Event: "Jivin' with Dr. Daddy-O: Race, Radio and Representing Black in Jim Crow New Orleans"
On Monday, October 2, from 12:00 to 1:00 p.m. Central Time, Melissa A. Weber, curator of Tulane University Special Collections’ Hogan Archive of New Orleans Music and New Orleans Jazz, will give an online presentation, “Jivin' with Dr. Daddy-O: Race, Radio and Representing Black in Jim Crow New Orleans.” The talk, presented as part of American Archives Month in October, is free and open to the public. Registration is required for the Zoom event via tulane.libcal.com/event/10964198. The event will be recorded and made available on the Tulane University Libraries YouTube page.
Both because of and in spite of Jim Crow laws, which enacted segregative policies, a Dillard University art professor named Vernon Winslow transformed himself in 1949 into Dr. Daddy-O, the first Black disc jockey to host his own program on New Orleans radio. His pioneering show as a broadcaster extended beyond integrating the airwaves. He began his radio career by creating the character of and writing scripts for Poppa Stoppa, a white WJMR AM DJ who became popular by using Black dialect and slang, as coached by Winslow off-air, since African American on-air talent was not yet allowed. With his first show as Dr. Daddy-O, Winslow broke down segregated airwaves in New Orleans and, in the process, integrated his previous skills in advertising and public relations, his new skills as a broadcaster, his natural ability to communicate, and his early understanding of the power of attracting Black audiences, promoting Black music, and embracing Black vernacular on air. His story adds to the narrative of Black radio history, the birth of rock ‘n roll, the desegregation of New Orleans airwaves, and the role of sales and advertising in radio broadcasting.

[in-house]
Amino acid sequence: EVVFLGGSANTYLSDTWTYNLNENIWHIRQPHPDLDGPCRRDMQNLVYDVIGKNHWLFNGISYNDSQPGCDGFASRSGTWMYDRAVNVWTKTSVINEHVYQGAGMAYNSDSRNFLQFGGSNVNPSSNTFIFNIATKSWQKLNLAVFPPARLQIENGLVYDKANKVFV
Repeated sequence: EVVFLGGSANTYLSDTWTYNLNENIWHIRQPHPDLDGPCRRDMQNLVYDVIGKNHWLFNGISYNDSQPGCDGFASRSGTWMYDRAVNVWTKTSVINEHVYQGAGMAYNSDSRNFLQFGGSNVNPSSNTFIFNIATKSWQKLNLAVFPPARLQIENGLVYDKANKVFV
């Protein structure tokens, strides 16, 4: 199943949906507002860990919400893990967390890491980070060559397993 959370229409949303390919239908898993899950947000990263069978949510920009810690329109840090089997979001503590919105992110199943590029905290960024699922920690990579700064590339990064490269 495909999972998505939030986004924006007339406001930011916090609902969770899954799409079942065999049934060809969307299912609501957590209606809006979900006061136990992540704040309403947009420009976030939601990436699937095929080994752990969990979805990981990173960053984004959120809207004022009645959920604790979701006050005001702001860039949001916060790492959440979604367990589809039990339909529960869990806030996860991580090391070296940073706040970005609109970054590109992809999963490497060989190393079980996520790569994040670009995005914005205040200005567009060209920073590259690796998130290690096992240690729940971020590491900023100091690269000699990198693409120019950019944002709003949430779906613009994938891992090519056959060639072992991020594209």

In 2019, the GRAMMY Museum Grant Program awarded a Preservation Implementation Grant to Tulane University Special Collections to conserve and digitize rare recordings from the Vernon Winslow Collection of Phonograph Records, housed with the Hogan Archive of New Orleans Music and New Orleans Jazz. The unique recordings on 78 RPM discs include Dr. Daddy-O’s remote broadcasts, his interviews with leading jazz, blues, and rhythm & blues icons of the 1950s, and Winslow’s own trademark vocal style as a legendary radio personality and cultural influencer. These recordings will be incorporated into a discussion on Winslow’s groundbreaking contributions to broadcasting, and how they can inform interdisciplinary approaches to radio preservation and history.
Weber previously shared the presentation at the Library of Congress' Radio Preservation Task Force 2023 conference, which highlighted how preservation contributes to the history and creation of mass media at community, local, national, and international levels.
For more information, contact Melissa A. Weber at firstname.lastname@example.org or 504-247-1807. To learn more about Tulane University Special Collections, visit the TUSC website at library.tulane.edu/tusc, email email@example.com, and follow them on Facebook and Instagram.
Published September 13, 2023
Photo caption: Vernon Winslow, JAX advertising representative, at the JAX Millionth Barrel Seafood Buffet (photo detail), circa 1954, Jackson Brewing Company Records, LaRC-265.